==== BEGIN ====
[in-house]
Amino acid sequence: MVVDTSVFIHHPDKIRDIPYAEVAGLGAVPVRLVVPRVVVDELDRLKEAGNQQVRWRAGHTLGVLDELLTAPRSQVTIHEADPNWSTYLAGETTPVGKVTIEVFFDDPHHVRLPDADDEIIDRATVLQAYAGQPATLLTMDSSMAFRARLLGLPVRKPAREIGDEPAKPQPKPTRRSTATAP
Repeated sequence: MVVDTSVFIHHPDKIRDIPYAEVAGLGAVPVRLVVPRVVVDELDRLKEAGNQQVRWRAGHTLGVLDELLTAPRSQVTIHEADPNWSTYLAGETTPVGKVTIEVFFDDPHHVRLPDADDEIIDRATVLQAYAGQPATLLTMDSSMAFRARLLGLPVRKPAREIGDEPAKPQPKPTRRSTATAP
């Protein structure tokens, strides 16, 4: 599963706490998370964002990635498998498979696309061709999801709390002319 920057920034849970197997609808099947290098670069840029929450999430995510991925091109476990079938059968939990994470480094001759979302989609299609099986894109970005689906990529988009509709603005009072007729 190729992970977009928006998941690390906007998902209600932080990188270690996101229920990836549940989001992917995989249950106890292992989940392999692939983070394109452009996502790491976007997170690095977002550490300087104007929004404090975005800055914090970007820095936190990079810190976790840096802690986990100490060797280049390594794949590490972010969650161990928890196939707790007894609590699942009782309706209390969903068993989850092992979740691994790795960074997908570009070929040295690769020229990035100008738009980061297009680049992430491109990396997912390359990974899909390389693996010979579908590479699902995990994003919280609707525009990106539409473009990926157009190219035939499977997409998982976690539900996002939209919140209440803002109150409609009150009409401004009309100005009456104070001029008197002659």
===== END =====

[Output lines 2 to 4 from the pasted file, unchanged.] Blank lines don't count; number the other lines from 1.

Amino acid sequence: MVVDTSVFIHHPDKIRDIPYAEVAGLGAVPVRLVVPRVVVDELDRLKEAGNQQVRWRAGHTLGVLDELLTAPRSQVTIHEADPNWSTYLAGETTPVGKVTIEVFFDDPHHVRLPDADDEIIDRATVLQAYAGQPATLLTMDSSMAFRARLLGLPVRKPAREIGDEPAKPQPKPTRRSTATAP
Repeated sequence: MVVDTSVFIHHPDKIRDIPYAEVAGLGAVPVRLVVPRVVVDELDRLKEAGNQQVRWRAGHTLGVLDELLTAPRSQVTIHEADPNWSTYLAGETTPVGKVTIEVFFDDPHHVRLPDADDEIIDRATVLQAYAGQPATLLTMDSSMAFRARLLGLPVRKPAREIGDEPAKPQPKPTRRSTATAP
């Protein structure tokens, strides 16, 4: 599963706490998370964002990635498998498979696309061709999801709390002319 920057920034849970197997609808099947290098670069840029929450999430995510991925091109476990079938059968939990994470480094001759979302989609299609099986894109970005689906990529988009509709603005009072007729 190729992970977009928006998941690390906007998902209600932080990188270690996101229920990836549940989001992917995989249950106890292992989940392999692939983070394109452009996502790491976007997170690095977002550490300087104007929004404090975005800055914090970007820095936190990079810190976790840096802690986990100490060797280049390594794949590490972010969650161990928890196939707790007894609590699942009782309706209390969903068993989850092992979740691994790795960074997908570009070929040295690769020229990035100008738009980061297009680049992430491109990396997912390359990974899909390389693996010979579908590479699902995990994003919280609707525009990106539409473009990926157009190219035939499977997409998982976690539900996002939209919140209440803002109150409609009150009409401004009309100005009456104070001029008197002659």